At that point he got out of the car, went in to the hospital and up to his wife’s room. She was sitting up in bed reading a magazine and as he entered the room she looked up at him with a worried expression and asked, “What did the doctor say?”
As soon as he heard his wife’s question he felt his face break out in a huge grin, his arms spread wide apart as ours tend to do when experiencing great joy and he heard words come out of his mouth that surely one should not use in the same sentence.
He said this, “Honey I have wonderful news. I have cancer.”
He told me the next few seconds passed by in extremely slow motion and he can vividly remember the strange look on his wife’s face as she tried to reconcile the words that came out of his mouth with the manner in which he delivered them.
He told me his wife, with the most confused look on her face he’d ever seen, smiled widely back but seemed unable to find any words.
He repeated to her all the thoughts he’d had while sitting in the parking lot and she promised him that she would be with him all the way.
And she remained true to her word.
The next few years were filled with ups and downs as he underwent various treatments.
True to the promise he made himself he learned to separate his mind from his body and even on those days when he was at hissickest he refused to allow any thoughts of sadness, despair or anguish to enter his mind.
He told me that each time he felt really ill he forced himself to sing with as much joy in his voice as he could muster and would make himself sit up in bed and move his upper body in dance until he started to feel better.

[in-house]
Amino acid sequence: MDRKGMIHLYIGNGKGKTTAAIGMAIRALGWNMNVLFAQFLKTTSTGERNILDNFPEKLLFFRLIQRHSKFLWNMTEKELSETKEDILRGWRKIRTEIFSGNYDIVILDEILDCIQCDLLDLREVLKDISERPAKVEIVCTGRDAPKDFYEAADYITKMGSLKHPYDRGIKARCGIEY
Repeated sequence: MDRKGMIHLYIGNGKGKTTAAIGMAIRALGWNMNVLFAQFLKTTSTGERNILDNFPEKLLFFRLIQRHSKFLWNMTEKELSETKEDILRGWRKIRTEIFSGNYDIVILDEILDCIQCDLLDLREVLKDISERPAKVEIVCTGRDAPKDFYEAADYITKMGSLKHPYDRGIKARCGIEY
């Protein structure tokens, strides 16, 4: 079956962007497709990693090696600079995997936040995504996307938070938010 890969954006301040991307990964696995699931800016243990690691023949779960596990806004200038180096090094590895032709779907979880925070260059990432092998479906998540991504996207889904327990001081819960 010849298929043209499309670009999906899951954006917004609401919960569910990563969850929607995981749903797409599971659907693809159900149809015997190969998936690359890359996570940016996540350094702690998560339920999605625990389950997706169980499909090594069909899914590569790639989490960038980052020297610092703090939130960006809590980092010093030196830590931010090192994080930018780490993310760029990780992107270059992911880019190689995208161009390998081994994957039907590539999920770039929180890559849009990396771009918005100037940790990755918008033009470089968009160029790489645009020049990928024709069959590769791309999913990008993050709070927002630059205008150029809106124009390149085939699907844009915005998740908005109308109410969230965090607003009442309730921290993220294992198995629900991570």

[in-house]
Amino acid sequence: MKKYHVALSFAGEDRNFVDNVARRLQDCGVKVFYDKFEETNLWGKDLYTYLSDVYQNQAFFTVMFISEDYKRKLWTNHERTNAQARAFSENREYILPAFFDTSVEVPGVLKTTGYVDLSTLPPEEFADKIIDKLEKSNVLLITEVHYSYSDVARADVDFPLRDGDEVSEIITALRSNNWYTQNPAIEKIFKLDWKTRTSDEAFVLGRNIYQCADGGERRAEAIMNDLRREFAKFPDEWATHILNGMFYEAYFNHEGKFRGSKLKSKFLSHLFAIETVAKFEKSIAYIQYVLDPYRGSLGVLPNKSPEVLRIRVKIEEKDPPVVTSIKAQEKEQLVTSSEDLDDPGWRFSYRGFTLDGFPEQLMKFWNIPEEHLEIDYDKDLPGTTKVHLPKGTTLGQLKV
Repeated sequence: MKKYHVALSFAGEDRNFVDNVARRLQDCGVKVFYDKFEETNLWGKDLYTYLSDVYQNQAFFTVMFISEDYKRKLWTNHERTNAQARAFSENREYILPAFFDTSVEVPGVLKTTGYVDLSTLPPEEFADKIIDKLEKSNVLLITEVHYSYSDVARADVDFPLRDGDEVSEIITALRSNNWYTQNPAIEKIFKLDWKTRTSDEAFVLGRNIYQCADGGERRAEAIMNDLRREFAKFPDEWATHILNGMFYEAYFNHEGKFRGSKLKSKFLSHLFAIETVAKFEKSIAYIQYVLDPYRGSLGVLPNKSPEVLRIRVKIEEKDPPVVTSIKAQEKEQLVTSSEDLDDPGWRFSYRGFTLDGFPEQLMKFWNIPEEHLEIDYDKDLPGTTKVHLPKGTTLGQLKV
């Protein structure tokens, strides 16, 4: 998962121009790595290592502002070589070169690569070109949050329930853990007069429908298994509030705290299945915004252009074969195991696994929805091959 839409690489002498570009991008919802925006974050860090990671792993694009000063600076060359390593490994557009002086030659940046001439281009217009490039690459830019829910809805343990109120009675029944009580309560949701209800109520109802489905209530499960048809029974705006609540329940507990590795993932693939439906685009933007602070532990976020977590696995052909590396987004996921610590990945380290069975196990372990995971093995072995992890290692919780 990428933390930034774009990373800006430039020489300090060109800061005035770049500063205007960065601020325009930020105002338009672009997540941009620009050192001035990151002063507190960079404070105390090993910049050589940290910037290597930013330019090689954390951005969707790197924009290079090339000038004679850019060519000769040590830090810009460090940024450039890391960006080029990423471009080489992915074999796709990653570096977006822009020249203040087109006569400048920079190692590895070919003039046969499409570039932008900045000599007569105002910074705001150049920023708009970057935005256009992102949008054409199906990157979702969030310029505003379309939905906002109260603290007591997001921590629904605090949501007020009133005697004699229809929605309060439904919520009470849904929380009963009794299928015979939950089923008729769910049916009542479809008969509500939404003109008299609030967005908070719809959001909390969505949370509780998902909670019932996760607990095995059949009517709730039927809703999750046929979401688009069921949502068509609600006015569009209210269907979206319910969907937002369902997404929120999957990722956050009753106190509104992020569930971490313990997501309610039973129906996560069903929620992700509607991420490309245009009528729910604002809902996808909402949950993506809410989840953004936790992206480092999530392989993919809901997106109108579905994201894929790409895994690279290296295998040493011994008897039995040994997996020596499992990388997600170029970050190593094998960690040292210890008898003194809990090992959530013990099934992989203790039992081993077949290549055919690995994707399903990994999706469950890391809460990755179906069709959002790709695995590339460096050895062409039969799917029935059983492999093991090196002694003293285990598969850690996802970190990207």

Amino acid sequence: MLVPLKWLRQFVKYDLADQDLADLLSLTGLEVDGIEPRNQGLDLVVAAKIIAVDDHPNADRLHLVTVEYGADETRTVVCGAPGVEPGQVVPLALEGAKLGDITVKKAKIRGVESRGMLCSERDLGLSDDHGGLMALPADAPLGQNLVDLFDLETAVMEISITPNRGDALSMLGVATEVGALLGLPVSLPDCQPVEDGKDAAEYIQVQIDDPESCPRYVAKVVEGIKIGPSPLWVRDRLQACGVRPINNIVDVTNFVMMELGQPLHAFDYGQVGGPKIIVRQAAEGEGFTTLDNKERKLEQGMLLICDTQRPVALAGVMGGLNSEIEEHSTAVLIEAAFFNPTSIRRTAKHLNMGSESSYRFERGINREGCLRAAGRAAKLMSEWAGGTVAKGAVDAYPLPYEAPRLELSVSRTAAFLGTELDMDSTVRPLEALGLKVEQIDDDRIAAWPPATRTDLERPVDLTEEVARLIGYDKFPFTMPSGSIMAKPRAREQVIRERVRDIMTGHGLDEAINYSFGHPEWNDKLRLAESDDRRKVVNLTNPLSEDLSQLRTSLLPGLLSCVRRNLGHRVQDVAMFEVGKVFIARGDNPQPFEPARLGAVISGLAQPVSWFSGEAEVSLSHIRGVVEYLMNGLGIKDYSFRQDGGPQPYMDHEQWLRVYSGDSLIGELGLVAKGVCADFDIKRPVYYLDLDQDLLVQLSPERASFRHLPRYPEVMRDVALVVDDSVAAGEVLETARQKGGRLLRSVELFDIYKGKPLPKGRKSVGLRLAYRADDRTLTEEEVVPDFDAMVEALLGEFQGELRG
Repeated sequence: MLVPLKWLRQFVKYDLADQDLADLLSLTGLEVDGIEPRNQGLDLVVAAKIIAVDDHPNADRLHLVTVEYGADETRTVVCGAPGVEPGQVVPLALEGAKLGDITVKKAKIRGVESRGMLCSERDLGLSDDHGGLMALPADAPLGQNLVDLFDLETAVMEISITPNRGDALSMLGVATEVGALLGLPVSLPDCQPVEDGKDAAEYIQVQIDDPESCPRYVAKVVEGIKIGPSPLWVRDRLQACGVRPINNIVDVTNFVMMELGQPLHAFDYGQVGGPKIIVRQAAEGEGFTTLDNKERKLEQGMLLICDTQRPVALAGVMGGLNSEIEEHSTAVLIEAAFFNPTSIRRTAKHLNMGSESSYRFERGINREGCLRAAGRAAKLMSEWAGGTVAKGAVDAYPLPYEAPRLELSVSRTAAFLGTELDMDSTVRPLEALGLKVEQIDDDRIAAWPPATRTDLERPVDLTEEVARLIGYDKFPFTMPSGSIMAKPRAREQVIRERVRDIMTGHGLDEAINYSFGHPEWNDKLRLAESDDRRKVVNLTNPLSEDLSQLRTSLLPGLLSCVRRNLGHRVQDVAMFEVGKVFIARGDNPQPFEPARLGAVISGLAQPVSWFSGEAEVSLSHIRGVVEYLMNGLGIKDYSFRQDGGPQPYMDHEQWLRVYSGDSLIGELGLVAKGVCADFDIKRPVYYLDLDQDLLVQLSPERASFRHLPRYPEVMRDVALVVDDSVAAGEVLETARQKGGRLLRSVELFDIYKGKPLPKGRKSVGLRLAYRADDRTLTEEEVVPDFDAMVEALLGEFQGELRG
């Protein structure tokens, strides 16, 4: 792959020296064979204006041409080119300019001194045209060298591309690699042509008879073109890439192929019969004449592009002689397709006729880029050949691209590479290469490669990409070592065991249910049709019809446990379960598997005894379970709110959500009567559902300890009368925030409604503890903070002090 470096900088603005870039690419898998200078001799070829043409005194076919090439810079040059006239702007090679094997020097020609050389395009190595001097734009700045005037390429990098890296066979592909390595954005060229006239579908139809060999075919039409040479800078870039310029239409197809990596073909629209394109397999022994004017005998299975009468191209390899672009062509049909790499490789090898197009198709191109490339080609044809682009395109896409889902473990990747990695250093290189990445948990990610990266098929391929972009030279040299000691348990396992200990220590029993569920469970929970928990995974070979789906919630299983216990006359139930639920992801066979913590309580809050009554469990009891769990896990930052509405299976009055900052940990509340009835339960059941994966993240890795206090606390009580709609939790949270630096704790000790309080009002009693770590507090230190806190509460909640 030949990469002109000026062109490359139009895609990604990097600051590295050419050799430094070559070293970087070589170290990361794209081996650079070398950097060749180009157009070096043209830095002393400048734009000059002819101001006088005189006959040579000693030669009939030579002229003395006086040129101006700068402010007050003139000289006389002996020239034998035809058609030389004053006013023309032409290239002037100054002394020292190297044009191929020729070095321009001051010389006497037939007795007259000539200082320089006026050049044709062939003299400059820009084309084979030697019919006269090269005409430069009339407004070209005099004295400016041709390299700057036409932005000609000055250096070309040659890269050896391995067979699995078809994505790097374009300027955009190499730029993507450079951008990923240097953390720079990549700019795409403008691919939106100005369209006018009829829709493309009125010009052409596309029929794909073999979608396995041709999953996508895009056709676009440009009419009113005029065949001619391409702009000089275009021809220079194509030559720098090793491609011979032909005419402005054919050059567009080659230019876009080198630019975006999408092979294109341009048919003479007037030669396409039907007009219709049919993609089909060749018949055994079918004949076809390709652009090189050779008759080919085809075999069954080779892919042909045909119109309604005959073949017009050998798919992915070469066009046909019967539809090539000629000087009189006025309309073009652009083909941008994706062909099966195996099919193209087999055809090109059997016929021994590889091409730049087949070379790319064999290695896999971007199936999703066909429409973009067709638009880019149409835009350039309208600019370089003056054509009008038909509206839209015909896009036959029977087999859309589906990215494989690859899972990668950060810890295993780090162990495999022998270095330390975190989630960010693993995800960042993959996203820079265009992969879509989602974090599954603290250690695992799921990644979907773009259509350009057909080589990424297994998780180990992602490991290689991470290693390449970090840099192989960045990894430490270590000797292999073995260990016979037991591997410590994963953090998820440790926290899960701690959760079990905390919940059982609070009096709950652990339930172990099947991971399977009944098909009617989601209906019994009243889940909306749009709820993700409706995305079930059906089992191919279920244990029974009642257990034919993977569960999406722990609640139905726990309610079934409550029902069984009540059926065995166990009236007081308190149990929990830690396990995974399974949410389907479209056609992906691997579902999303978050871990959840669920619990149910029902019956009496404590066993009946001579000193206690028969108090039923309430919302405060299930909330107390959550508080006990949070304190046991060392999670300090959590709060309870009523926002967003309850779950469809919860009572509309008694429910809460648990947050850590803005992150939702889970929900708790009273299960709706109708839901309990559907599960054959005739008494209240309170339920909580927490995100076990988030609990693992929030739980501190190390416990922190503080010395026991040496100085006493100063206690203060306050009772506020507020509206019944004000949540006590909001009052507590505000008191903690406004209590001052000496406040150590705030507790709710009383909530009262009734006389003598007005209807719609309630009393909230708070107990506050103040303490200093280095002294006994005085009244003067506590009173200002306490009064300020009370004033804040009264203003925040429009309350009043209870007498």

He introduced massive changes to his life. He did no research on cancer treatments, instead he spend vast amounts of time researching healthy living. He changed his eating habits, his physical activity habits, and even, with sadness, changed some of his friends who with all good intention, tried to introduce what he termed “negative thinking” into their conversations.
He replaced those friends who cautioned him about becoming overconfident in his belief that he was beating the illness with friends who shared his belief that the only things impossible are those we believe to be so.
He confided in me that while he had no way of knowing whether this type of thinking would, in fact, contribute to him regaining his health there was one thing he absolutely believed with all of his heart. “It sure as hell can’t hurt.”
And what about that wonderful expression, “It is what it is?”
Well that became his constant companion. On the days when he was at his sickest he would say to himself, “It is what it is. Let’s dance.” Or, “It is what it is. Who can I call who knows a few jokes?”
That was four years ago and today is my friend is the epitome of great health.
He will tell you that this is been the most wonderful adventure his life and how thankful he is for an illness without which he may never have discovered one of the greatest truths of all: that joy and happiness resides within us at all times, regardless of what else is going on in our lives, and is ours to experience if we simply choose to do so.
In this blog I have shared with you remarkable stories of amazing people who have inspired me with their tales of courage and determination in overcoming the severest of adversities.
The story did more than that. His story taught me that I absolute must add one vitally important topic to my prayers.
It is that I live each day with joy in my heart and soul, regardless of what is happening in my life.
I don’t know if this helps but “It sure as hell can’t hurt.”
Will you do the same?
Till we read again.
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1 thought on “163. If it isn’t what it is, then what is it?”
Even if your friend had not survived, he would have had a wonderful last year!